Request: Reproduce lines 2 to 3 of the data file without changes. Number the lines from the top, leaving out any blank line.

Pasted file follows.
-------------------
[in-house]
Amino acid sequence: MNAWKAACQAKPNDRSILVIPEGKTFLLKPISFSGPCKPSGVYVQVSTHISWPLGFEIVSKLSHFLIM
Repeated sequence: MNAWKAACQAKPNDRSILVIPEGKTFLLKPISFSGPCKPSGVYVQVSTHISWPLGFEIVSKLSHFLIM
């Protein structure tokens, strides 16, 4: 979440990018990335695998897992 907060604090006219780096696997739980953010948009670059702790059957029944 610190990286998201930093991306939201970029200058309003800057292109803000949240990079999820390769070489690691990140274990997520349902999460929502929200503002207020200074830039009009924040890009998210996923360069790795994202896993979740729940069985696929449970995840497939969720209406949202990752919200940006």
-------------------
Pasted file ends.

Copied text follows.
Amino acid sequence: MNAWKAACQAKPNDRSILVIPEGKTFLLKPISFSGPCKPSGVYVQVSTHISWPLGFEIVSKLSHFLIM
Repeated sequence: MNAWKAACQAKPNDRSILVIPEGKTFLLKPISFSGPCKPSGVYVQVSTHISWPLGFEIVSKLSHFLIM